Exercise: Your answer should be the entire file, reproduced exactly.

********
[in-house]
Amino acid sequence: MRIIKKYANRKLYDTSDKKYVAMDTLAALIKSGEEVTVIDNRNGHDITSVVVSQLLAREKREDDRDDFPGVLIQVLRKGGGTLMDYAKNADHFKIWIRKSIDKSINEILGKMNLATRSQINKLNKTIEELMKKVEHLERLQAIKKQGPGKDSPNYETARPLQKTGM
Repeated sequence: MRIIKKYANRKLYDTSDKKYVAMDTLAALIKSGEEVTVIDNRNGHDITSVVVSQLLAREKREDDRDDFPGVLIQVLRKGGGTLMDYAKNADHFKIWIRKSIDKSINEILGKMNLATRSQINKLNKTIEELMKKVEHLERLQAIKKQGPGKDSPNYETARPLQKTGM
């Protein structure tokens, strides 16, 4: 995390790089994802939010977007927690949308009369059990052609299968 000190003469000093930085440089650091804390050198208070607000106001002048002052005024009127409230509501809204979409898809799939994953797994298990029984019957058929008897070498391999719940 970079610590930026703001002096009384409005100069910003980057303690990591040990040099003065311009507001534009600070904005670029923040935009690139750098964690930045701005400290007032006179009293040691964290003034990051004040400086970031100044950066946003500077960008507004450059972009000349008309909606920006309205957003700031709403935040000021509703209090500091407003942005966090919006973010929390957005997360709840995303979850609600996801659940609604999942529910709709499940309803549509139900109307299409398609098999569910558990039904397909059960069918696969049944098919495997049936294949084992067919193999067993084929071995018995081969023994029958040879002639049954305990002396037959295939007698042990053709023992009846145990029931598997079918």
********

[in-house]
Amino acid sequence: MRIIKKYANRKLYDTSDKKYVAMDTLAALIKSGEEVTVIDNRNGHDITSVVVSQLLAREKREDDRDDFPGVLIQVLRKGGGTLMDYAKNADHFKIWIRKSIDKSINEILGKMNLATRSQINKLNKTIEELMKKVEHLERLQAIKKQGPGKDSPNYETARPLQKTGM
Repeated sequence: MRIIKKYANRKLYDTSDKKYVAMDTLAALIKSGEEVTVIDNRNGHDITSVVVSQLLAREKREDDRDDFPGVLIQVLRKGGGTLMDYAKNADHFKIWIRKSIDKSINEILGKMNLATRSQINKLNKTIEELMKKVEHLERLQAIKKQGPGKDSPNYETARPLQKTGM
């Protein structure tokens, strides 16, 4: 995390790089994802939010977007927690949308009369059990052609299968 000190003469000093930085440089650091804390050198208070607000106001002048002052005024009127409230509501809204979409898809799939994953797994298990029984019957058929008897070498391999719940 970079610590930026703001002096009384409005100069910003980057303690990591040990040099003065311009507001534009600070904005670029923040935009690139750098964690930045701005400290007032006179009293040691964290003034990051004040400086970031100044950066946003500077960008507004450059972009000349008309909606920006309205957003700031709403935040000021509703209090500091407003942005966090919006973010929390957005997360709840995303979850609600996801659940609604999942529910709709499940309803549509139900109307299409398609098999569910558990039904397909059960069918696969049944098919495997049936294949084992067919193999067993084929071995018995081969023994029958040879002639049954305990002396037959295939007698042990053709023992009846145990029931598997079918």